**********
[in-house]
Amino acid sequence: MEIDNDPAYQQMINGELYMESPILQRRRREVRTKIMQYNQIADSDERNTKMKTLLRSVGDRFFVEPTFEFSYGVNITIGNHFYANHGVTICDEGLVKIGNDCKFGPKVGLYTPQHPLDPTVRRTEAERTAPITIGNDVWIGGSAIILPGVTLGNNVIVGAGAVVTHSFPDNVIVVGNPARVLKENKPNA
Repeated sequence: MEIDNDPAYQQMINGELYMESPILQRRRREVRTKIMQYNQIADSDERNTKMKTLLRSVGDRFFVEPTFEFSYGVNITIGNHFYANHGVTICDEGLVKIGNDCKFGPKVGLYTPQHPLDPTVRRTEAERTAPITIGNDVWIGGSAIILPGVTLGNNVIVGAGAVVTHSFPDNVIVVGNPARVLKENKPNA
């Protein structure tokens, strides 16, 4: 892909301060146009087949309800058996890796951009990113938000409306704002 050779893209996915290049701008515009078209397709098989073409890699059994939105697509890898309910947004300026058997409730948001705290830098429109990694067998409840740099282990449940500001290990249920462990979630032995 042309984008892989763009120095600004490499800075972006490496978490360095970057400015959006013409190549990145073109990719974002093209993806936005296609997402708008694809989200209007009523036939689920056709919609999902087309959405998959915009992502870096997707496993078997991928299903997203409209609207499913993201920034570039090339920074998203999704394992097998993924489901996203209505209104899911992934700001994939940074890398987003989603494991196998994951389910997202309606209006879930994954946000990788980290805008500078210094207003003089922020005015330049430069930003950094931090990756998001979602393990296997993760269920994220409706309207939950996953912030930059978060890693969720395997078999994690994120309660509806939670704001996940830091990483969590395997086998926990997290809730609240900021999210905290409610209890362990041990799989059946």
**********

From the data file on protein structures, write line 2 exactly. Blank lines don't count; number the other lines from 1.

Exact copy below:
Amino acid sequence: MEIDNDPAYQQMINGELYMESPILQRRRREVRTKIMQYNQIADSDERNTKMKTLLRSVGDRFFVEPTFEFSYGVNITIGNHFYANHGVTICDEGLVKIGNDCKFGPKVGLYTPQHPLDPTVRRTEAERTAPITIGNDVWIGGSAIILPGVTLGNNVIVGAGAVVTHSFPDNVIVVGNPARVLKENKPNA